Swoosh. Ping. Slow and studied scrolling. Typing with the index finger. My mother is on the prowl for a man. Not for herself, of course, but for any of her three daughters, all of whom have the great misfortune of being single in their late twenties and early thirties. “I’m depressed,” she tells us when the subject of suitors comes up. She, a Bangladeshi woman who got married at 19 and had three kids by 27, can’t believe that none of us have procured a husband or given her any grandchildren. So, she decided to take matters into her own hands. She is now part of several WhatsApp groups where hundreds of fussy parents are on the hunt.
Instead of debating the merits of The Office or pineapple on pizza as one does on Hinge, mums and aunties in these groups discuss deal-breakers such as level of piety, education, willingness to relocate—and the ever controversial, interest in living with in-laws. They trade CVs, often called “biodata” in South Asian communities. When a parent is happy with what they’ve heard, they may forward information to their children. The whole process is more bureaucratic than you might think. Each biodata comes with a unique code, and there are subgroups depending on your preferences, including those for people living in London or seeking older suitors or divorcées. If you like the sound of one suitor, you can find their preferred contact details (frequently a different number than the one in the WhatsApp chat) and message them privately.
Though these groups are a totally different experience than an app like Bumble or Tinder, they do have a few things in common with other options for seeking love online. Notably, this halal Hinge has introduced my mum and other parents like her to all the pitfalls of modern dating, including but not limited to ghosting, gaslighting, and trolling.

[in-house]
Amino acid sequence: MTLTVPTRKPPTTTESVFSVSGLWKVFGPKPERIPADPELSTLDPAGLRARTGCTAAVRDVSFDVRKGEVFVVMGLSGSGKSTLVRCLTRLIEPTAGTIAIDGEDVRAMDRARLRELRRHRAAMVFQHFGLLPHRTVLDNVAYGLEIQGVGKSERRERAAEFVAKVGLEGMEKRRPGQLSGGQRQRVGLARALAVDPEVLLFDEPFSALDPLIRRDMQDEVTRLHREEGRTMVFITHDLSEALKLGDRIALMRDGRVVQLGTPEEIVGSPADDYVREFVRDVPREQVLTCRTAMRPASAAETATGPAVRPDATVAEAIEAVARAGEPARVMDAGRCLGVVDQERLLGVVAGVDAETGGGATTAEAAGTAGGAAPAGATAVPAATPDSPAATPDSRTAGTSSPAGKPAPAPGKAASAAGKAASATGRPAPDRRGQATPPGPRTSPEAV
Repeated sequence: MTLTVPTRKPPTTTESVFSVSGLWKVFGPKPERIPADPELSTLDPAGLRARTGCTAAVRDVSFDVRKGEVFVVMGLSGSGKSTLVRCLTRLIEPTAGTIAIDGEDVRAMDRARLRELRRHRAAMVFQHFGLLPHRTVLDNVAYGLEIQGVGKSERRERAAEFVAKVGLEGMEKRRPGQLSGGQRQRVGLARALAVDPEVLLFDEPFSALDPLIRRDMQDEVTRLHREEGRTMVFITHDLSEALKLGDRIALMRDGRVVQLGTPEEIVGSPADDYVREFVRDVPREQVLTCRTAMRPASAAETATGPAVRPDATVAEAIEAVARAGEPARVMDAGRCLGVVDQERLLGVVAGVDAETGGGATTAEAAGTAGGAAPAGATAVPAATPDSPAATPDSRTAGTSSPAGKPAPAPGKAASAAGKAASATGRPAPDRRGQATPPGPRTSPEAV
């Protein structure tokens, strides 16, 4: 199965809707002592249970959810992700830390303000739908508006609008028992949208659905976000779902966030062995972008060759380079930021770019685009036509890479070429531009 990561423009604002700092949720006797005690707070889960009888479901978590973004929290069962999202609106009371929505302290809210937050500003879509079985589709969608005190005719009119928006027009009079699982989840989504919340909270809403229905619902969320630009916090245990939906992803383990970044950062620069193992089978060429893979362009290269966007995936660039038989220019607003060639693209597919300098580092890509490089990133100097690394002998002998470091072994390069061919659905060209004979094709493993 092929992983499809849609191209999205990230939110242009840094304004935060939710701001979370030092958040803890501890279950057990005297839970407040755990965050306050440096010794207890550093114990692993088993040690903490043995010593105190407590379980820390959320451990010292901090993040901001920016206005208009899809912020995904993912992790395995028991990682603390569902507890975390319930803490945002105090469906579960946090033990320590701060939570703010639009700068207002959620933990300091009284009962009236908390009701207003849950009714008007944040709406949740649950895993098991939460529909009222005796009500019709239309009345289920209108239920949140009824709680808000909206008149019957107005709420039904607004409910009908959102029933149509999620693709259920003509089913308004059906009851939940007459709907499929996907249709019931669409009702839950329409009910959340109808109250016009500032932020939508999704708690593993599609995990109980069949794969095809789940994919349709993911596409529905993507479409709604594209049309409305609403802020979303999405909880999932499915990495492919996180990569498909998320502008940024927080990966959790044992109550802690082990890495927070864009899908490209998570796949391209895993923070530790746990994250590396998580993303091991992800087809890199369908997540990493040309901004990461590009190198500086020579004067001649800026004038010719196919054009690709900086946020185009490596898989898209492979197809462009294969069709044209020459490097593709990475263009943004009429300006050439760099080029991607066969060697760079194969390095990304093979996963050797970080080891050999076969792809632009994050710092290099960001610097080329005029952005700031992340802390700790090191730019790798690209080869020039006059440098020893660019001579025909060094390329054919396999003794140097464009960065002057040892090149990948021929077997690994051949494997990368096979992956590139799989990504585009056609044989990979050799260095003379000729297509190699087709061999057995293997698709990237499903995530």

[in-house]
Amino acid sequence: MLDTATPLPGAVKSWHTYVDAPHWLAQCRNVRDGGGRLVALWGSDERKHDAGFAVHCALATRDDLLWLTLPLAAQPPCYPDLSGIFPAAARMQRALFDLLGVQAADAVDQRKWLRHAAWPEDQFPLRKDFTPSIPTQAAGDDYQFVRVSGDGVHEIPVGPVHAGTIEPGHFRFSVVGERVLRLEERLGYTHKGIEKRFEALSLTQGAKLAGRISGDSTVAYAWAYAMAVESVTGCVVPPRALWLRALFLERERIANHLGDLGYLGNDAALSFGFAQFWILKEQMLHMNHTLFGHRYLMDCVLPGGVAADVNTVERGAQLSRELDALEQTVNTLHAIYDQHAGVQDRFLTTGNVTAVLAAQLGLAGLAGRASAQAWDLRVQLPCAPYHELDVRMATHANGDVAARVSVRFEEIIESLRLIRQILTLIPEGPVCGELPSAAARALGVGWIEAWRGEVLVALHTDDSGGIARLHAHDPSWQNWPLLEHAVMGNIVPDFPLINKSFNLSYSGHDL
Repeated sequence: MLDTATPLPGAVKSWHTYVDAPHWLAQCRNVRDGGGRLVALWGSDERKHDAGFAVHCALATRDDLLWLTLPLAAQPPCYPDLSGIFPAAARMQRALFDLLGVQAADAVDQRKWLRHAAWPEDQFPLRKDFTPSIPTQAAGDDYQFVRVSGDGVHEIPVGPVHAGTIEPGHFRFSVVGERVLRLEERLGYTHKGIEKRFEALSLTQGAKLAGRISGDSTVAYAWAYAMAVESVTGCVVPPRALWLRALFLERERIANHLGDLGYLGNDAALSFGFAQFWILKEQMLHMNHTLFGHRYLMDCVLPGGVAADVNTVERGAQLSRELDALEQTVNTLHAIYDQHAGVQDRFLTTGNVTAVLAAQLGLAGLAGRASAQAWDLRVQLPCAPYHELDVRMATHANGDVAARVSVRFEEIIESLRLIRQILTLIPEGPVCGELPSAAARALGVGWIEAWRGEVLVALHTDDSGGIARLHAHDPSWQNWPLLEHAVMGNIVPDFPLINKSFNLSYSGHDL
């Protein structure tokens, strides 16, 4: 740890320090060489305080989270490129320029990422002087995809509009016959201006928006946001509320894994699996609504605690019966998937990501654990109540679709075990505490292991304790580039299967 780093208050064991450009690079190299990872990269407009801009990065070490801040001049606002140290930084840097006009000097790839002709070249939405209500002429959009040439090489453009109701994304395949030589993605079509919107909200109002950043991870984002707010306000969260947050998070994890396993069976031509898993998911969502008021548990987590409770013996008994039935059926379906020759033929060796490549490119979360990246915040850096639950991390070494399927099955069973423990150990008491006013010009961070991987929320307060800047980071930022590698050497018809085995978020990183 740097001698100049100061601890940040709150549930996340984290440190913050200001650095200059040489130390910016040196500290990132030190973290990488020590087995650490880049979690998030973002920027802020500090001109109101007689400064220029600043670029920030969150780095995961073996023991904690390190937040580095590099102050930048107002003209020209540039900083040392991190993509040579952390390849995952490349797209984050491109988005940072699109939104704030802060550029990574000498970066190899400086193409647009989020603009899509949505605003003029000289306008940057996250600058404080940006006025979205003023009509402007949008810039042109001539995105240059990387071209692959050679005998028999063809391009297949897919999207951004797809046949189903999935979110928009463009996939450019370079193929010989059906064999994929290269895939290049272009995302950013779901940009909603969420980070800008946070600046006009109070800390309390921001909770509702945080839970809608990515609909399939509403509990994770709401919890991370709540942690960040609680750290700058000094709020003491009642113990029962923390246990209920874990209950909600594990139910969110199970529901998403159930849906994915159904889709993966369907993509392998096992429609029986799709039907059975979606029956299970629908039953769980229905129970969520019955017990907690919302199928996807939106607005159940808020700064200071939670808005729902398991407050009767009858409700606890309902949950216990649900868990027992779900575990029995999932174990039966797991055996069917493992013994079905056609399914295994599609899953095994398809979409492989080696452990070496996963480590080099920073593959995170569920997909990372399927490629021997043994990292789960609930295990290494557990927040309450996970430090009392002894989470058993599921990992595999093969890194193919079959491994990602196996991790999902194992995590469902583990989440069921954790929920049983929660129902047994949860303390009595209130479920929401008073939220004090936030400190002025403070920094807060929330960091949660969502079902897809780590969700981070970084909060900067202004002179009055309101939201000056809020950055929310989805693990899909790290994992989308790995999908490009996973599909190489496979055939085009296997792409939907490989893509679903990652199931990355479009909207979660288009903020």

My mum used to think of the internet as a special place for YouTube videos introducing new recipes, Islamic sermons that tug on her heartstrings, and sincere Facebook posts from strangers. So when she was added to her first matchmaking WhatsApp group during the pandemic, she assumed it would be filled with hope and potential. After all, it was an opportunity to network with other parents yearning for decent partners for their children.
But what she didn’t expect was to get a crash course in all the strange conundrums and bad manners that dating app users encounter. “Why do people leave you on ‘read’?” she asks us. “Is it okay to double message a person?” “How long is long enough for a follow-up?” To the modern dater, these questions are par for the course. To my mum and other older parents just getting involved in these groups, these behaviors are a shock.
During her time in these WhatsApp groups, my mum has been breadcrumbed by fellow parents who offer one-line tidbits before eventually ghosting altogether. She has carried on conversations only to learn that the other person’s child has found someone more suitable to talk to. She has even experienced the most soul-crushing dating peril of all: getting invested in people who aren’t even single. One time she sent me a biodata of a man who seemed promising, only to discover I already knew him—because I knew his long-term partner. Perhaps some of the children of matchmaking parents find it hard to come clean about their dating status (Islamically at least, you’re not supposed to date unless it’s for the purpose of marriage). But upon discovering he was taken, she was horrified. ”How can people lie like this?” she protested, blissfully unaware of the ubiquity of not-so-single folks on dating apps. Still, she marched on.